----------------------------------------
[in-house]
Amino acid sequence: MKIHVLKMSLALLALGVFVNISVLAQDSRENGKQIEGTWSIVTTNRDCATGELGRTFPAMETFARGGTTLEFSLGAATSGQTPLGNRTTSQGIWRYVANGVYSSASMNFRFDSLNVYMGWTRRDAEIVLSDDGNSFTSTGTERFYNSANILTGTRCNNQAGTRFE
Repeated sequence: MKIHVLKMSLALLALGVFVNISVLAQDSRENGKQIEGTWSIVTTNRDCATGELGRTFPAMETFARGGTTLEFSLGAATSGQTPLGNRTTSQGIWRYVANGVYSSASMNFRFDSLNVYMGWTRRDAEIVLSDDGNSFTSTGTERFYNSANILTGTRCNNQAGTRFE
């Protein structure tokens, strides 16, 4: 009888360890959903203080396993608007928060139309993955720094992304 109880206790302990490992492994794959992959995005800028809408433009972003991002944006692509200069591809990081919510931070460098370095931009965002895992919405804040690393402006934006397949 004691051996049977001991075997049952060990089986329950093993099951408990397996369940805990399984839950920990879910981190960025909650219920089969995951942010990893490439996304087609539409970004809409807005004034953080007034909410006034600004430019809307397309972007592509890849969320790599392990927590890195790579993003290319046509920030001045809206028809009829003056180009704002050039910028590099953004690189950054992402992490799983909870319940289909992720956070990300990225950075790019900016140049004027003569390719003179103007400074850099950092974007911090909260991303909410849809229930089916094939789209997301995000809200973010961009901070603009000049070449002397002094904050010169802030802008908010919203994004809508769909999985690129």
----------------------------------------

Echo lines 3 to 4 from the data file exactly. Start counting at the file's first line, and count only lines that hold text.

Repeated sequence: MKIHVLKMSLALLALGVFVNISVLAQDSRENGKQIEGTWSIVTTNRDCATGELGRTFPAMETFARGGTTLEFSLGAATSGQTPLGNRTTSQGIWRYVANGVYSSASMNFRFDSLNVYMGWTRRDAEIVLSDDGNSFTSTGTERFYNSANILTGTRCNNQAGTRFE
């Protein structure tokens, strides 16, 4: 009888360890959903203080396993608007928060139309993955720094992304 109880206790302990490992492994794959992959995005800028809408433009972003991002944006692509200069591809990081919510931070460098370095931009965002895992919405804040690393402006934006397949 004691051996049977001991075997049952060990089986329950093993099951408990397996369940805990399984839950920990879910981190960025909650219920089969995951942010990893490439996304087609539409970004809409807005004034953080007034909410006034600004430019809307397309972007592509890849969320790599392990927590890195790579993003290319046509920030001045809206028809009829003056180009704002050039910028590099953004690189950054992402992490799983909870319940289909992720956070990300990225950075790019900016140049004027003569390719003179103007400074850099950092974007911090909260991303909410849809229930089916094939789209997301995000809200973010961009901070603009000049070449002397002094904050010169802030802008908010919203994004809508769909999985690129």